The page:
History is silent about Bribie for another 24 years, until Surveyor General Oxley, on his return from Port Curtis, ran in with his cutter Mermaid, and anchored opposite Toorbul Point. Among a lot of advancing blacks was one white man who proved to be Thomas Pamphlet, who on December 2, 1823, piloted Oxley into the Brisbane River, which he had seen when trying to make his way south towards Sydney or Port Macquarie.

Pamphlet was one of four men who had been driven off the coast of Illawarra, out of sight of land, and thinking they were south of Sydney, came north until they landed on Morton Island. The other three were Parsons, Finnigan and Thompson, but Thompson died on the way and was thrown overboard.

The Morton Island blacks treated them well, passed them to the Amity blacks, who took them across in canoes and landed them on the north side of the Brisbane River, from whence they finally reached Toorbul Point and Bribie Island, where the blacks treated them very generously, although the shooting by Flinders must have been well remembered by the elder men. On the day after Oxley found Pamphlet, his mate, Finnigan, appeared, on Toorbul Point, and Oxley sent the whale boat to bring them over.

Both Finnigan and Pamphlet had seen the Brisbane River, and both went with Oxley to show him the locality, the honours of discovery being equal. Pamphlet had been five months with the Bribie blacks, spoke of them in high terms, and left them regretfully. All those four castaways were liberated convicts, and apparently rather rough types, as the three who survived were frequently quarrelling, and one of them tried to kill the other. It is remarkable that Oxley, in his journal, makes no mention of those two men who showed him the Brisbane River, and we are entirely indebted to a young man named Uniacke for an interesting narrative of Pamphlet and Finnigan and their life among the blacks. They saw fights and corrobborees and acts of cannibalism, also a fight with spears between two men in a 24 feet ring, where one killed the other.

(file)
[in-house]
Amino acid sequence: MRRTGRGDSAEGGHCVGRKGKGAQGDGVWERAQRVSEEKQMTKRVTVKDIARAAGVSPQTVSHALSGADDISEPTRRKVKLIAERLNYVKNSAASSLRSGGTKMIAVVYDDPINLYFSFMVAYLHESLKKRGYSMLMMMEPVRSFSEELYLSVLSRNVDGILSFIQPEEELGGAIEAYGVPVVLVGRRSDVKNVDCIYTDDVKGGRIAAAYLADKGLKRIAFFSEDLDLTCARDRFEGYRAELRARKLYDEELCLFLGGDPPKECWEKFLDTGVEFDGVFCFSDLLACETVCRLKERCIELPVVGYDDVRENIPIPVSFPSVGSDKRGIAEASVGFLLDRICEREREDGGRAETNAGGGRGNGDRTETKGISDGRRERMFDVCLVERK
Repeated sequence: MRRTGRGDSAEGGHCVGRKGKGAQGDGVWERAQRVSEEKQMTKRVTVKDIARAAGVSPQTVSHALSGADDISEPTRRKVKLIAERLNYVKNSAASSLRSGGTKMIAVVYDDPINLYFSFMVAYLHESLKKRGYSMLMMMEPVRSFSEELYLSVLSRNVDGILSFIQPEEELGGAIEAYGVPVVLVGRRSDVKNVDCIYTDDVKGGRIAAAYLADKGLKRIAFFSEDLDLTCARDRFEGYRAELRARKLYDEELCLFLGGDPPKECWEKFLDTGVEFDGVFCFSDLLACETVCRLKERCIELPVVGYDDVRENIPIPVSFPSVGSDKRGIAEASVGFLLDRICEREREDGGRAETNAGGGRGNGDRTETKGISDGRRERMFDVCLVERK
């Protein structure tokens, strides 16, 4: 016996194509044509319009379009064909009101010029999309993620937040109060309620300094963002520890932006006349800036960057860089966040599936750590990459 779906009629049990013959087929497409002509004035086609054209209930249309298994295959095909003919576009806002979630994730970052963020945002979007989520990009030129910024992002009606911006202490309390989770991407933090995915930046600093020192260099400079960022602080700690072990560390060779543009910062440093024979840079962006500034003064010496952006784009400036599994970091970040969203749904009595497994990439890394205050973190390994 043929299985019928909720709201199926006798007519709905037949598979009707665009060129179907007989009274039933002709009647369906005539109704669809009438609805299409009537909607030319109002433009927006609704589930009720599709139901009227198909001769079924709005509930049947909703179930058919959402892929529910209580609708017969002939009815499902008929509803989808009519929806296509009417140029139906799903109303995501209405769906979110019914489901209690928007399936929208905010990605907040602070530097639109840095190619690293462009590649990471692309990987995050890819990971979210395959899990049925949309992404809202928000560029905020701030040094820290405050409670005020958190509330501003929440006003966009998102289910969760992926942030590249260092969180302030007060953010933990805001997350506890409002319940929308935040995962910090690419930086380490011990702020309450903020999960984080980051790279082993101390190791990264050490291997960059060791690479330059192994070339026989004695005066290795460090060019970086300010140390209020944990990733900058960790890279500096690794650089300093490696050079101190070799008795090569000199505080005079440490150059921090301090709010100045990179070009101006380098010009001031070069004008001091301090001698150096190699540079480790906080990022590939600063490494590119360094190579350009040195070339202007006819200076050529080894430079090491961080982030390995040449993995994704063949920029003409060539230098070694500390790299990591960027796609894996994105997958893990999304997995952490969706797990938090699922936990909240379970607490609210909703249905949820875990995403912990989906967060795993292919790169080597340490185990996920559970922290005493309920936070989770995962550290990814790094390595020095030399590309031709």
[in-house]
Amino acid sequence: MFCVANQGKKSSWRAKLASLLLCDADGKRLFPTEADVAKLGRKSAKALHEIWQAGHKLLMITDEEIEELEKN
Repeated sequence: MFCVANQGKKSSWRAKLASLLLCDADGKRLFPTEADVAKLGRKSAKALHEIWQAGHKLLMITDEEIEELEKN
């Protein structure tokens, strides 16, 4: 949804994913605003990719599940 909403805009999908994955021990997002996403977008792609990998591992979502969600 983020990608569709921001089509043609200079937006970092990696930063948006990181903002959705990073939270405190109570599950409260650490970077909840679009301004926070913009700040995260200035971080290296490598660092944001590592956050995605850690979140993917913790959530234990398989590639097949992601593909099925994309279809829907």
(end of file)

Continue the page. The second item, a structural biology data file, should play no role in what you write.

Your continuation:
Uniacke says the main camp was at the White Patch. Several men were killed in one general engagement, and were roasted and eaten by their own tribe. Yet those cannibal wild men treated Pamphlet and Finnigan probably much better than they deserved.

Following Oxley came Lieutenant Murray with the soldiers and convicts in 1824 to start a settlement at Redcliffe, which they left in the following year, giving as a reason the prevalence of fever and ague, and the first hospital at Brisbane was for the fever and ague patients from Redcliffe, but subsequent information showed the real reason to be the hostility of the blacks who killed two soldiers and five convicts.

Bribie looms once more on the horizon on May 4, 1842, when Andrew Petrie went through the passage to Caloundra on his way to Wide Bay and the Mary River, the “Monoboola,” to bring back Durramboi, who had been 14 years with the blacks. The party were piloted by Bracefell, an ex-convict, 12 years with the blacks, who called him “Wandi,” one of the names of the dingo. In after years he was killed while felling timber at Goodna.

In a map of 1845, drawn by Robert Dixon, I find that Caloundra was Point Wickham, Deception Bay was Caboolture Bay, North end of Bribie was Point Hutchinson, Coochin Creek was Kerchar, Elimba Creek was Patter Creek, Burpengary Creek was Cuthbertson Creek, South Pine was Eden River, and Bramble Bay was Hoy’s Inlet. Toorbul Point was then regarded as the probable future commercial seaport of a Northern colony, and such was Dr. Lang’s opinion in 1846. He took the liberty of slightly changing a passage from Virgil:

There is  a place, Australian squatters say,

Within the long expanse of Morton Bay,

Where Bribie’s Island forms a sheltered port,

To which a future navy may resort.

This beautiful dream has not been realized and Bribie Passage so far shelters nothing but dugong and stingrays, while Toorbul Point is occupied exclusively by a marine summer residence of our aesthetic young friend, George Markwell. This word Toorbul is a misspelling of “Turrabool” and “Churrabool,” the name of the dialect spoken by the old tribes from there to Brisbane. That was the language spoken by Mr. Thomas Petrie.

Toorbul, Turrabul, Churrabool, were names of the old tribe who once inhabited Brisbane from the river to the island. The old tribe is long extinct. In 1880 there were only three blacks who spoke Jindooburri, and two who remembered a fraction of Churrabool.

The last of the Jindooburri included two brothers Wityee and Cangando, known to the whites as Bob and Adam Clift., and a fine type of woman well known as “Alma,” who lived on Bribie and had seven children to a white husband. Those were the last of the Jindoburri, and with them the race and language became extinct.


Old Time Tweed River Tragedies

       The Tweed River Heads is now a favourite spot for holiday railway excursionists, who wander round the beautiful rocky headland of Point Danger, or fish off the rocks, or disport themselves in the clear waves that break on the sandy beaches, or take a boat and row up the secluded romantic channel of Terranora Creek. The scene has changed there since Bob Muir, of Benowa plantation, on Nerang Creek, and myself swam our horses over the Tweed Heads on our way to the Clarence, in 1870, just 37 years ago.